Limits of virtualization

It’s been over 10 months since we have started to seriously use virtualization and run Windows inside virtual machine to ease installation and configuration pain. It starting first as convenient measure of isolation two different development environments (.NET 1.1 based and .NET 2.0 based) and avoid “crosspolination” in the data analytics project. At that time, my expectations what would be the limits of what you can or cannot do in virtual environment were mostly around performance, responsiveness and device support (USB especially). As it turned out, all of that actually worked much better than I have ever expected. With new versions of Parallels, the performance is very good and user experience (user means fellow developer) is barely noticeable difference against developing on host system. Assumed that you have decent dual-core system with 2 GB of RAM, of course. Using Parallels gives you the added benefit of moving the virtual environment between Windows, Mac and Linux hosts, which is very convenient.

We have also started to use virtualization on the server side, using Microsoft Virtual Server 2005 R2 and I am happy to report that it worked very smooth as well. In the biometric project, we were running UA testing on circuit of 5 instances of replicated SQL Servers, each server using own virtual machine. The circuit was hosted on two quad core (2x dual core) servers with 4GB RAM each. Using virtual machines allowed us to achieve repeatability and consistency in configuration setting up the environment – we cloned one install and renamed the VM’s hosts.

And here comes the catch: because it is very easy to copy virtual disk in order to test some new software or plugin or configuration, after some time we have ended up with quite a collection of virtual machines and experienced first limit of virtualization: configuration management. It is pretty hard to keep exact track of what is exactly installed in which VM – what version of which software, what are the network settings, user accounts, access rights. It can easily lead to administrative nightmare and can require effort comparable with managing environment of hundreds of computers (it essentially is that environment). In development shop as ours you can cheat a bit a standardize on same usernames and passwords for each VM, but it is not very secure and hardly recommended approach for production …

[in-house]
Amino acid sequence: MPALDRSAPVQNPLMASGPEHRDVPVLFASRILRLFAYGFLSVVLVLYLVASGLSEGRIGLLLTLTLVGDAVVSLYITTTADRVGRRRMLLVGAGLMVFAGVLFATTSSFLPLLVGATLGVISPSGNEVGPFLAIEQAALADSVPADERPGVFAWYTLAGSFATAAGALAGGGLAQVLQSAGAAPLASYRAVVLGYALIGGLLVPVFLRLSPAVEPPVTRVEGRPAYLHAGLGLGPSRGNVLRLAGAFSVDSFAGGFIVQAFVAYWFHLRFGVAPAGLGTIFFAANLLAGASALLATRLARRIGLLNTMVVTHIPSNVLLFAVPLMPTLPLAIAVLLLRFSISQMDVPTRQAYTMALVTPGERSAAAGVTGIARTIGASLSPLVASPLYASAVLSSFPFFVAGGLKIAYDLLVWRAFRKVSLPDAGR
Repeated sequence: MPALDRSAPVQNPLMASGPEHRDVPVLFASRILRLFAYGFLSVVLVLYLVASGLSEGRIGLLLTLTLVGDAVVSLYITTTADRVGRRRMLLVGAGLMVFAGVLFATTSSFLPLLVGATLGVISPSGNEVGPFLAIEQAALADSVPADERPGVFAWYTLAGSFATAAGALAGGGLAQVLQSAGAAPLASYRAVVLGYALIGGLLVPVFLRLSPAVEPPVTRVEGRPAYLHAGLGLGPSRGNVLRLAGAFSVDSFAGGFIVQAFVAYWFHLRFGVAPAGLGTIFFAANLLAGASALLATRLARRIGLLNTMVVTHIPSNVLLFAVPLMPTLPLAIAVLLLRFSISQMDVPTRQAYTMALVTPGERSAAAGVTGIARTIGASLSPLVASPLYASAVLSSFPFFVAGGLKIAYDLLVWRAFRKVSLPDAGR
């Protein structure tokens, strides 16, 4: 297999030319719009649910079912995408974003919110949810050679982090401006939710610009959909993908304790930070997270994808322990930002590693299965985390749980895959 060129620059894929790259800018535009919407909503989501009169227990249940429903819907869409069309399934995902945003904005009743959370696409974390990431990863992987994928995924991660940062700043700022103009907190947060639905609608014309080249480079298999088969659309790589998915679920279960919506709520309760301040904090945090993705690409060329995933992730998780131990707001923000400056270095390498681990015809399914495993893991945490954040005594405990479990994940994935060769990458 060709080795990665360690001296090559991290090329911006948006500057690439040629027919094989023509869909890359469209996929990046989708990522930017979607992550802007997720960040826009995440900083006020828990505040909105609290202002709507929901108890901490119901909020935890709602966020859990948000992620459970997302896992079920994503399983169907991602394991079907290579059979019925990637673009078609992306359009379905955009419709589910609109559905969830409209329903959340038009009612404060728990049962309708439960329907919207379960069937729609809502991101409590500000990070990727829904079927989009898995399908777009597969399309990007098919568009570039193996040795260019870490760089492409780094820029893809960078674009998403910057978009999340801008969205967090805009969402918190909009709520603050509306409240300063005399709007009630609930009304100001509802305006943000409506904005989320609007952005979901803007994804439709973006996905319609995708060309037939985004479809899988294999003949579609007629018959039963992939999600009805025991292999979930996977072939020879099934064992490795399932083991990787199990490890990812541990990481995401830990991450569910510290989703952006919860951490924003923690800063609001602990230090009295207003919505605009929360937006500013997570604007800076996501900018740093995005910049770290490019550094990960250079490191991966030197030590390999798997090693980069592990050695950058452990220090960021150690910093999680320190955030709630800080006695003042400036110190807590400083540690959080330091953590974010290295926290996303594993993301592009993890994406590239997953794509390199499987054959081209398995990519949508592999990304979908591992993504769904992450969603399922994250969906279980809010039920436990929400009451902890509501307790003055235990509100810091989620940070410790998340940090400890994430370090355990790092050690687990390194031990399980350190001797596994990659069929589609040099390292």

Second limit we have seen is Windows update effect. The VM’s which represents “alternative universes” seldom run at the same time. With Windows updates coming almost daily, first things that happens after you get back to start using VM which was sitting idle for 3 months is installation of 37 updates, interwoven with 7 reboots. A pretty time consuming and boring activity. If you are math-geek, you can define a function that will compute number of wasted hours from number of VM’s, their inactivity and frequency of security updates – and find out how many VMs you should own so that all your working hours would be consumed by switching the VM’s on / off and waiting for the updates to finish …

There is no really 100% good solution for this. Running all VM’s all time is not practical and switching the updates off completely is dangerous. Again, in development shop you can (and should) batch the updates an update in “waves” – it will still consume time, but at least the “patchlevel” of the VM’s will be consistent and you will save some time with merging some reboots. And it is not only Windows updates that is causing problems: keeping e.g. versions of assemblies installed in GAC (or Ruby GEM’s) in sync across multiple virtual machines can be a challenge too.

Third challenge is licensing and license management. I do not mean the legal side of software licensing related to running software in VM’s – just pure technical implications of doing it. Many software products and subscription based services are using client requests’ tracking to enforce only allowed number of client installs. For example anti-virus, which must download almost daily new library version, can use the “get update” and current client version as mean to track that only licensed number of clients are getting the updates with same license id. It can get quite confused when you repeatedly roll back the VM state and return to starting point two weeks ago – or alternate running two different snapshots of same VM in time. Even if there is never more than single instance of VM running at the same time with the licensed version of software – and only one licensed copy was ever installed, it is very hard to distinguish this from situation where second (illegal) copy of software were installed on second host – virtual or not. I can imagine this will lead to some quite interesting challenges on both technology and legal sides …


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